Then I spot the lift. There I find myself in the company of a man wearing an identity card around his neck. He owns one of the kiosks being set up. I ask him if taking the lift is the only way to get back to the first floor. “You are right,” he tells me. “They have not planned things right. Come, I will show you something.”

Back on the first floor, he points to one of the standalone air-conditioning units from which water is dripping. A large, circular wet patch has formed on the shiny floor. “Sometimes they keep a tub to collect the water. But how long can you keep collecting? Water will soon seep through the ceiling to the floor below. Not only this, even the toilets have been choking. This airport is a joke,” he says.

Perhaps the place will look more cheerful over the coming weeks or months as these problems are fixed and more shops open, but it cannot match the class of the airports at Hyderabad or Bangalore, leave alone Delhi or Mumbai. Had the new terminal opened five years ago it might have inspired awe, but right now it has turned out to be too small to be termed futuristic. Will it be able to hold the growing passenger traffic even for another 10 years?

As I go past the boarding gate to take my flight, stepping over a half-eaten samosa on the floor, I wonder: “Really, what was wrong with the old airport?”

Two hours later I arrive at the new Kolkata airport, which opened only last month. I try to forget my surname in order to be objective, but I can’t help admire the arrival hall — yes, this is swanky. My bag arrives on conveyor belt no. 7 (if I remember right, there were more belts), so you can imagine the size.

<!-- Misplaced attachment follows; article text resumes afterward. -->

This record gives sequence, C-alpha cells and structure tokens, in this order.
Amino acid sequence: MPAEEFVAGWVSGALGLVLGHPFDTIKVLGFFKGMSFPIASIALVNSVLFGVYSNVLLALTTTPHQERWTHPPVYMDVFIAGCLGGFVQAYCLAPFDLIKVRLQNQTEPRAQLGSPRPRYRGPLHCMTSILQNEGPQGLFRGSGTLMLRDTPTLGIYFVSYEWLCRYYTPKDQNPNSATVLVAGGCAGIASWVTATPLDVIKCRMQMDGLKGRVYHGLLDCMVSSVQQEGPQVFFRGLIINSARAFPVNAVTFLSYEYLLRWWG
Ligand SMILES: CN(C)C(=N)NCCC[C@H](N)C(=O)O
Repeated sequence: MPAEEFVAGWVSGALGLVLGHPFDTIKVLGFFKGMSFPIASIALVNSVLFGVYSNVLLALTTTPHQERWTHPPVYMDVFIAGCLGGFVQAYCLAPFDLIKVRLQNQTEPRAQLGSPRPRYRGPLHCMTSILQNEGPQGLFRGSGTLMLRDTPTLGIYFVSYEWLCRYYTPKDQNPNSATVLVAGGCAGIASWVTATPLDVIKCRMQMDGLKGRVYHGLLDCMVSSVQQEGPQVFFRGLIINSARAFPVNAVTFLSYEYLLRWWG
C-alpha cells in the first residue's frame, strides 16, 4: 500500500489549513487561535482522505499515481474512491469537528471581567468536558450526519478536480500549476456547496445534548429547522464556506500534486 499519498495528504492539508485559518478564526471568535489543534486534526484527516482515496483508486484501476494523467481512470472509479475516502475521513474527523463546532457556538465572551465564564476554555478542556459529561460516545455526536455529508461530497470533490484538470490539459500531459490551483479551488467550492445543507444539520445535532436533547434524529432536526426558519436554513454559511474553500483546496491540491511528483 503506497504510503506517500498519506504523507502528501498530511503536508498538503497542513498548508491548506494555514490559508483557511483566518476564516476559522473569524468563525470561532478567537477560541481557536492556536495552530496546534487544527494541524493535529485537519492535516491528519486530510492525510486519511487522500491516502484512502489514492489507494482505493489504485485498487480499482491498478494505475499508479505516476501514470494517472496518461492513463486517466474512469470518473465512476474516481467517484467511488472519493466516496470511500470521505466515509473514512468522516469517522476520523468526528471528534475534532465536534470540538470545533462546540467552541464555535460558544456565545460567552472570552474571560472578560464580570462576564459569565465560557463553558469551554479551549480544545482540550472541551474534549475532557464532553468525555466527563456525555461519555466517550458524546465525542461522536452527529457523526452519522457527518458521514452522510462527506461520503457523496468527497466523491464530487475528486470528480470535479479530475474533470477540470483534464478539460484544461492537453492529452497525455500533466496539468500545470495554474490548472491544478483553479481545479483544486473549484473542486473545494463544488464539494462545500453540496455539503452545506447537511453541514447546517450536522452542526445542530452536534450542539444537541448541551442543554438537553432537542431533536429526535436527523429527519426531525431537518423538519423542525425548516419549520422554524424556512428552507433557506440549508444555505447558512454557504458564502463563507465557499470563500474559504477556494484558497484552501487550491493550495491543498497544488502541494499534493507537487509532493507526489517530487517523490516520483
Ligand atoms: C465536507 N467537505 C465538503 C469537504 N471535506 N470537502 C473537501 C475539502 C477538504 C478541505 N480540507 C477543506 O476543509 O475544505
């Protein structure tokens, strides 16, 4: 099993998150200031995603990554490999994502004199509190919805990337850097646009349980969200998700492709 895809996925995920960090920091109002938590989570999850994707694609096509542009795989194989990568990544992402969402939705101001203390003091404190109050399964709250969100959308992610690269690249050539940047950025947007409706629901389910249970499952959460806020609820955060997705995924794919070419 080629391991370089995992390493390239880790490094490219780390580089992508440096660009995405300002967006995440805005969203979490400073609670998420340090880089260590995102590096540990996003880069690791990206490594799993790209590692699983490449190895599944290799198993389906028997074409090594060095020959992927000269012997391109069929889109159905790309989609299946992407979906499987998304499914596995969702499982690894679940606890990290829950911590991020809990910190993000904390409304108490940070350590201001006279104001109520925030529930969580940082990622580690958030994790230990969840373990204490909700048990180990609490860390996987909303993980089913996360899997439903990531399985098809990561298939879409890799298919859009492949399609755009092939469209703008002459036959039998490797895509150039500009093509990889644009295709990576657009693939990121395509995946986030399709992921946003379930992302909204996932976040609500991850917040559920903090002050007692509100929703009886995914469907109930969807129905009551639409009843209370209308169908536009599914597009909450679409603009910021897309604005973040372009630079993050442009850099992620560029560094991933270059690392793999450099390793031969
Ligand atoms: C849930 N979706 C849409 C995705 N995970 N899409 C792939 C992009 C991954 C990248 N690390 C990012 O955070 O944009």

As I drive out of the airport to a billboard showing Mamata Banerjee greeting visitors with folded hands, I look back at the structure: it is imposing. What’s wrong with Kolkata; I mean, what’s right with Kolkata?

The departure from Kolkata the next day turns out to be even more impressive. The glass-walled lounge is huge and the air-conditioning freezing. The waiting seats are more comfortable; there are even reclining couches. The ceiling has murals with large Bengali letters (Karunanidhi would have so loved to replicate the idea in Chennai). But no Hindi or Bengali songs here: only soft instrumental, the kind you would hear in hotel lounges.

I am to board from gate no. 24 (there are 25 in all). As a traveller you don’t feel ‘international’ enough unless you are boarding from gate no. 25 or 45 or 62; in Kolkata, the much-maligned city, I finally feel that way.

Back in Chennai, I collect my bag from belt no. 4. There are only four belts. Really, the old arrival hall was swanky.

At the taxi-booking counter I find the fares have gone up; but for a change, I get into a black-and-yellow Swift Dzire instead of a smelly Ambassador. That’s the only thing I feel good about. Otherwise I miss the old Chennai airport.

Keywords: Chennai airport